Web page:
A new exhibit opens in Gaudí’s first structure
Located in the Nau Gaudí space in the seaside town of Mataró, the exhibit starts a dialogue about humans and architecture
Two large artworks fill the space inside the Nau Gaudí space in the seaside town of Mataró, north of Barcelona. The name of the exhibit is An arch, an igloo, a city (Un arc, un iglú, una ciutat) and it refers to the three defining elements of the experience: the Nau Gaudí space itself, and the two large-scale art inside of them.
The space, named after the iconic architect that created it, has housed the town’s Museum of Contemporary Art for the last few months. According to the building’s website, the Nau Gaudí space is the iconic modernist architect’s first building, raised in 1883. Originally imagined as a cotton bleaching shed, the structure stands out for its iconic wooden parabolic arches, marking “the first time,” the webpage states, that Gaudí employed the architectural solution that would later come to define his work.
The igloo and the city
The other two elements of the exhibit, the igloo and the city, are the two artworks displayed inside the art of Gaudí’s space. A dark, jagged igloo-like structure with teal neon signs and road paved with newspapers goes by the name of ‘The path to come here’ (El camí per venir aquí), and was constructed by Mario Merz. Meanwhile, the city invites the viewer into a simplistic yet complex miniature rendition of a metropolis called ‘From the roof’ (Des del terrat), done at the hand of Miquel Navarro.
Together, Merz’s igloo, Navarro’s city and Gaudí’s parabolic arches make up a metaphorical dialogue about architecture, and the different ways of living over time. The exhibition's curator, Nimfa Bisbe, explains that An arch, an igloo, a city seeks the complicity and active contemplation of the spectator.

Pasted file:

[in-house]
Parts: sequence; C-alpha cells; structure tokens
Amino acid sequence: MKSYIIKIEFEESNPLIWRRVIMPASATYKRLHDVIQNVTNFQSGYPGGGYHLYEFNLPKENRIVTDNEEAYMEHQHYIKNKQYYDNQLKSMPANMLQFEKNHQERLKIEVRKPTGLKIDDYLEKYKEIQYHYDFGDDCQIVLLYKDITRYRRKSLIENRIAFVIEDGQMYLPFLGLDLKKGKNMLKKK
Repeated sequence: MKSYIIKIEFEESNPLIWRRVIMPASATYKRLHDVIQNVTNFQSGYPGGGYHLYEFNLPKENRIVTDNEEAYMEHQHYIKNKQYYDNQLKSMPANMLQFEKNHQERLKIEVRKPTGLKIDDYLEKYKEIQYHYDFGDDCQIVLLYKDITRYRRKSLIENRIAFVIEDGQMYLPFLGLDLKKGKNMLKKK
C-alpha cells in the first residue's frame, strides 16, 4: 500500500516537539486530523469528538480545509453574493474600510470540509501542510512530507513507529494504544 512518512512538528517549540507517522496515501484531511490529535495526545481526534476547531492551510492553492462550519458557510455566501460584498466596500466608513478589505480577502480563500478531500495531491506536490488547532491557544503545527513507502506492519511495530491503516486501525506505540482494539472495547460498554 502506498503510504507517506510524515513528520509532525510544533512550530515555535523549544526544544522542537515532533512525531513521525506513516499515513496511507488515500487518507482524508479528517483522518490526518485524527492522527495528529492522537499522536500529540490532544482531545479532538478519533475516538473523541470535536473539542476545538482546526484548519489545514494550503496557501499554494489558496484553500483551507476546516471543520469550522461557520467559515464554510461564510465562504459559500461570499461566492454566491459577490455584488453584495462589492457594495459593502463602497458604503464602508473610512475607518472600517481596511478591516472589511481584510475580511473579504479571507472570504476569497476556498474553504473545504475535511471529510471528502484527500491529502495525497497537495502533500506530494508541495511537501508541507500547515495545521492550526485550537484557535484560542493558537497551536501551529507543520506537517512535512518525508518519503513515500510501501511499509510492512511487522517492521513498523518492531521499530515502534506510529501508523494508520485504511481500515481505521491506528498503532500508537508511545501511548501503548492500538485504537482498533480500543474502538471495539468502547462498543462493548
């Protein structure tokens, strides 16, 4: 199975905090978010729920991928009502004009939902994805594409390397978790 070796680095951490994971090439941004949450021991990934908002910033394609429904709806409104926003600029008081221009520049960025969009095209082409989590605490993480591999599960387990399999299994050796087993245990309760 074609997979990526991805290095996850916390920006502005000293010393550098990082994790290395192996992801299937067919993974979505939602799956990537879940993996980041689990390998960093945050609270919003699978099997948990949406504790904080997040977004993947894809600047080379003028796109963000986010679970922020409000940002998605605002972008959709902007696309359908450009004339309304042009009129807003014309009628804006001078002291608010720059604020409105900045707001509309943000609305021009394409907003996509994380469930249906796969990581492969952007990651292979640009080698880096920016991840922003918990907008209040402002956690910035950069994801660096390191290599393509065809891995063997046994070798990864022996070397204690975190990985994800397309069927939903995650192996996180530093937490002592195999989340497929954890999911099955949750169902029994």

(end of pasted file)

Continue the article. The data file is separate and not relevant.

Nature, growth, and adaptation
Between the works of Merz and Navarro a first dialogue is already established, that of the city against the first form of human architecture, which is then added to Gaudí’s arches. The three artists, explains Bisbe, also share other concepts beyond the constructive element of their art, such as nature, growth, and adaptation to space or energy.
Merz’s igloo is one of the Italian artist’s most iconic works. Built with granite, iron, broken glass, neon lights and newspapers, it represents change and was designed using the Fibonacci sequence. This numerical sequence, Bisbe explains, is the same from Gaudí’s iconic spirals.
Two different readings for a city
The work of Miquel Navarro is a fable of urban planning. Although it may seem like one at first sight, it is not a model. Instead, it acts as a representation of the different readings that cities have. Navarro’s piece is distributed in two areas: in one, it stands made of zinc, vertical, rigid and dominant. Meanwhile, further away exhibit-goers will see the second version: a city of clay, horizontal, warm and more human.
An arch, an igloo, a city is a joint initiative of the Mataró Museum of Contemporary Art - Mataró Town Hall and the Bassat Collection, along with Obra Social La Caixa. The exhibit will run for the next three months.